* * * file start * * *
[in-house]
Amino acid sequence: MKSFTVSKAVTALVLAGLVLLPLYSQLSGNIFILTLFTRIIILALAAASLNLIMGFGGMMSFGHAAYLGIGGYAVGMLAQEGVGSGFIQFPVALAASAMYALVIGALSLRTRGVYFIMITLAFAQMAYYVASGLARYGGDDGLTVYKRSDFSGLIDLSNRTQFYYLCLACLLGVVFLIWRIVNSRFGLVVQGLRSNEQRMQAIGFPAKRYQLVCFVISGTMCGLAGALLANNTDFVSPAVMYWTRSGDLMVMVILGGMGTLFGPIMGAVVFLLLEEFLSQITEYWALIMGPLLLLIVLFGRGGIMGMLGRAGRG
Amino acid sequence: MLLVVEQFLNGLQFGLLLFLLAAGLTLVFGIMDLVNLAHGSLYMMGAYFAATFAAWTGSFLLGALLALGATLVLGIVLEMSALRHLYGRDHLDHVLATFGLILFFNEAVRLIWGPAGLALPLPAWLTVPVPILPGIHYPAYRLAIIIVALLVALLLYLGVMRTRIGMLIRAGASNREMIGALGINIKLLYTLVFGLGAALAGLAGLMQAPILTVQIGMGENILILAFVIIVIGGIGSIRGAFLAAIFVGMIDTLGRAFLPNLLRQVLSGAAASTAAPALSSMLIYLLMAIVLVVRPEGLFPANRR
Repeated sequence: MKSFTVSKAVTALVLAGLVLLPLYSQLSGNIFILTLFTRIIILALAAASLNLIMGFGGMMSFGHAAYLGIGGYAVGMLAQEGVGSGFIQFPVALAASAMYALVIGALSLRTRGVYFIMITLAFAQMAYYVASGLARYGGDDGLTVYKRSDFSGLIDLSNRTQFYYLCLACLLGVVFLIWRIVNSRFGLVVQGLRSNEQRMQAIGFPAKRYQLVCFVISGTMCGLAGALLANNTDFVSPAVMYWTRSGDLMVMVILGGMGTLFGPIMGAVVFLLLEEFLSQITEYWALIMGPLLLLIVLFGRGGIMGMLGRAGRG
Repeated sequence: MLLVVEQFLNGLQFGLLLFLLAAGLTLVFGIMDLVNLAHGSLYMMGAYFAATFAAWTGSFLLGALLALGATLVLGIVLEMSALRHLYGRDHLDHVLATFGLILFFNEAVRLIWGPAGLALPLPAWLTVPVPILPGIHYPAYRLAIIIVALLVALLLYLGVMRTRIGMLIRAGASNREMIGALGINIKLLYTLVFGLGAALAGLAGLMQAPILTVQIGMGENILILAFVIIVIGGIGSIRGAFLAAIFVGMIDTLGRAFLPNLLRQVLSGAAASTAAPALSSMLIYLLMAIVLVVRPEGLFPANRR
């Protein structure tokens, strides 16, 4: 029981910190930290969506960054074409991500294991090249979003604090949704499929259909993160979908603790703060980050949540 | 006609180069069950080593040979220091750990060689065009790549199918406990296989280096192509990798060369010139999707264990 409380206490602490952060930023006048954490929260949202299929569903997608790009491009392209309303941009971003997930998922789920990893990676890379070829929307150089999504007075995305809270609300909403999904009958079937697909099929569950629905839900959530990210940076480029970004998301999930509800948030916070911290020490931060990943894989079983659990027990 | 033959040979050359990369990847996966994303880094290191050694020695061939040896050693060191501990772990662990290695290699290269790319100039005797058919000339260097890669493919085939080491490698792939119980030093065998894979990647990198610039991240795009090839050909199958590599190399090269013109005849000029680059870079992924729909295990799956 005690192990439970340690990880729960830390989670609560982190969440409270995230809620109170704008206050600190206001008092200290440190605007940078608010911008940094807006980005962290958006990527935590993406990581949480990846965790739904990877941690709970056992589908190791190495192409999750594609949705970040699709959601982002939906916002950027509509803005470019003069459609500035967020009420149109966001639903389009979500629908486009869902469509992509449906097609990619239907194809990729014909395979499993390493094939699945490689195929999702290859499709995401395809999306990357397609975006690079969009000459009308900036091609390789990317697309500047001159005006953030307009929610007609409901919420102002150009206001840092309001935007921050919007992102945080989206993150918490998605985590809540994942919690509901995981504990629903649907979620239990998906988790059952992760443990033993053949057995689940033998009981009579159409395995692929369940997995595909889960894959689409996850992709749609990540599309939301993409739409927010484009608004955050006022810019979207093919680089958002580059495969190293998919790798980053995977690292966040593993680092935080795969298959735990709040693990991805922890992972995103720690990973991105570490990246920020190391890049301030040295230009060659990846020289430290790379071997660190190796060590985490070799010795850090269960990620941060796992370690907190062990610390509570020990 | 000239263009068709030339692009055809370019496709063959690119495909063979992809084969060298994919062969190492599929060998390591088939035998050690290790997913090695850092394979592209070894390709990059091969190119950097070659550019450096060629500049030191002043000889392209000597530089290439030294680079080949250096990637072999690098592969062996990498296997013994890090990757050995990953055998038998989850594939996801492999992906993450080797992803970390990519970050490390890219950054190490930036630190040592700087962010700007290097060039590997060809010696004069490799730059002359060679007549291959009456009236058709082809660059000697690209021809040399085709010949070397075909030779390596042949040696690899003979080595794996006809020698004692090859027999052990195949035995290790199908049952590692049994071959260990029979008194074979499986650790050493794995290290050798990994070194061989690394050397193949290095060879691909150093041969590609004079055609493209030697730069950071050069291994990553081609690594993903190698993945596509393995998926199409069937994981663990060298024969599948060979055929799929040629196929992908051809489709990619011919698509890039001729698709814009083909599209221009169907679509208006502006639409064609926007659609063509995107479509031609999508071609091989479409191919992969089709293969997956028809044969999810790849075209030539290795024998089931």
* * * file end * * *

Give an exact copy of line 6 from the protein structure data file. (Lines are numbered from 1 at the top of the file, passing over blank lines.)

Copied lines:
């Protein structure tokens, strides 16, 4: 029981910190930290969506960054074409991500294991090249979003604090949704499929259909993160979908603790703060980050949540 | 006609180069069950080593040979220091750990060689065009790549199918406990296989280096192509990798060369010139999707264990 409380206490602490952060930023006048954490929260949202299929569903997608790009491009392209309303941009971003997930998922789920990893990676890379070829929307150089999504007075995305809270609300909403999904009958079937697909099929569950629905839900959530990210940076480029970004998301999930509800948030916070911290020490931060990943894989079983659990027990 | 033959040979050359990369990847996966994303880094290191050694020695061939040896050693060191501990772990662990290695290699290269790319100039005797058919000339260097890669493919085939080491490698792939119980030093065998894979990647990198610039991240795009090839050909199958590599190399090269013109005849000029680059870079992924729909295990799956 005690192990439970340690990880729960830390989670609560982190969440409270995230809620109170704008206050600190206001008092200290440190605007940078608010911008940094807006980005962290958006990527935590993406990581949480990846965790739904990877941690709970056992589908190791190495192409999750594609949705970040699709959601982002939906916002950027509509803005470019003069459609500035967020009420149109966001639903389009979500629908486009869902469509992509449906097609990619239907194809990729014909395979499993390493094939699945490689195929999702290859499709995401395809999306990357397609975006690079969009000459009308900036091609390789990317697309500047001159005006953030307009929610007609409901919420102002150009206001840092309001935007921050919007992102945080989206993150918490998605985590809540994942919690509901995981504990629903649907979620239990998906988790059952992760443990033993053949057995689940033998009981009579159409395995692929369940997995595909889960894959689409996850992709749609990540599309939301993409739409927010484009608004955050006022810019979207093919680089958002580059495969190293998919790798980053995977690292966040593993680092935080795969298959735990709040693990991805922890992972995103720690990973991105570490990246920020190391890049301030040295230009060659990846020289430290790379071997660190190796060590985490070799010795850090269960990620941060796992370690907190062990610390509570020990 | 000239263009068709030339692009055809370019496709063959690119495909063979992809084969060298994919062969190492599929060998390591088939035998050690290790997913090695850092394979592209070894390709990059091969190119950097070659550019450096060629500049030191002043000889392209000597530089290439030294680079080949250096990637072999690098592969062996990498296997013994890090990757050995990953055998038998989850594939996801492999992906993450080797992803970390990519970050490390890219950054190490930036630190040592700087962010700007290097060039590997060809010696004069490799730059002359060679007549291959009456009236058709082809660059000697690209021809040399085709010949070397075909030779390596042949040696690899003979080595794996006809020698004692090859027999052990195949035995290790199908049952590692049994071959260990029979008194074979499986650790050493794995290290050798990994070194061989690394050397193949290095060879691909150093041969590609004079055609493209030697730069950071050069291994990553081609690594993903190698993945596509393995998926199409069937994981663990060298024969599948060979055929799929040629196929992908051809489709990619011919698509890039001729698709814009083909599209221009169907679509208006502006639409064609926007659609063509995107479509031609999508071609091989479409191919992969089709293969997956028809044969999810790849075209030539290795024998089931």